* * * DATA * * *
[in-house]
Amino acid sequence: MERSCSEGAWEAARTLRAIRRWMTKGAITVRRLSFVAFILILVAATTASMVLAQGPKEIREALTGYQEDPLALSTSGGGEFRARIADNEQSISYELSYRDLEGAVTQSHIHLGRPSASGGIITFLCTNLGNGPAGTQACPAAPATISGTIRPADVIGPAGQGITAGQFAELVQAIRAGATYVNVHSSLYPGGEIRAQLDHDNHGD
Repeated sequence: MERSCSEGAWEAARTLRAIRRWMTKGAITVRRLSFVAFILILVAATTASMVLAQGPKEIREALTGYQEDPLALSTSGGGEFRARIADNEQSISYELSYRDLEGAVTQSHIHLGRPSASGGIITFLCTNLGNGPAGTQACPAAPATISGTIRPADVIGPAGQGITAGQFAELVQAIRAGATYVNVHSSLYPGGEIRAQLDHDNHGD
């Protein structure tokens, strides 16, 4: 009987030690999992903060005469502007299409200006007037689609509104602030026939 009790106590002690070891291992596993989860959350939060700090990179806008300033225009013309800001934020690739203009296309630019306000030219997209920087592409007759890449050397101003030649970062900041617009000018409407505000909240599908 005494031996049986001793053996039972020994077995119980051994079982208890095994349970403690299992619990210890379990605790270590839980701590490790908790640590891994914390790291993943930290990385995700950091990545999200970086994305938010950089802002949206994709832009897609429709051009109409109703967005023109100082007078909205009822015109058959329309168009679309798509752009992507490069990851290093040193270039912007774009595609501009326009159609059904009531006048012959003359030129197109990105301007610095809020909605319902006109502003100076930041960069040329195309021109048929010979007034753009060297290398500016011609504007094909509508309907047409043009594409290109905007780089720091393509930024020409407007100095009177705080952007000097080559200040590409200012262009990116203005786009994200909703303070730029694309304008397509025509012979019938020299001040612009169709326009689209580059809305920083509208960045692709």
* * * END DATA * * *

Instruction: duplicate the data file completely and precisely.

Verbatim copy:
[in-house]
Amino acid sequence: MERSCSEGAWEAARTLRAIRRWMTKGAITVRRLSFVAFILILVAATTASMVLAQGPKEIREALTGYQEDPLALSTSGGGEFRARIADNEQSISYELSYRDLEGAVTQSHIHLGRPSASGGIITFLCTNLGNGPAGTQACPAAPATISGTIRPADVIGPAGQGITAGQFAELVQAIRAGATYVNVHSSLYPGGEIRAQLDHDNHGD
Repeated sequence: MERSCSEGAWEAARTLRAIRRWMTKGAITVRRLSFVAFILILVAATTASMVLAQGPKEIREALTGYQEDPLALSTSGGGEFRARIADNEQSISYELSYRDLEGAVTQSHIHLGRPSASGGIITFLCTNLGNGPAGTQACPAAPATISGTIRPADVIGPAGQGITAGQFAELVQAIRAGATYVNVHSSLYPGGEIRAQLDHDNHGD
């Protein structure tokens, strides 16, 4: 009987030690999992903060005469502007299409200006007037689609509104602030026939 009790106590002690070891291992596993989860959350939060700090990179806008300033225009013309800001934020690739203009296309630019306000030219997209920087592409007759890449050397101003030649970062900041617009000018409407505000909240599908 005494031996049986001793053996039972020994077995119980051994079982208890095994349970403690299992619990210890379990605790270590839980701590490790908790640590891994914390790291993943930290990385995700950091990545999200970086994305938010950089802002949206994709832009897609429709051009109409109703967005023109100082007078909205009822015109058959329309168009679309798509752009992507490069990851290093040193270039912007774009595609501009326009159609059904009531006048012959003359030129197109990105301007610095809020909605319902006109502003100076930041960069040329195309021109048929010979007034753009060297290398500016011609504007094909509508309907047409043009594409290109905007780089720091393509930024020409407007100095009177705080952007000097080559200040590409200012262009990116203005786009994200909703303070730029694309304008397509025509012979019938020299001040612009169709326009689209580059809305920083509208960045692709």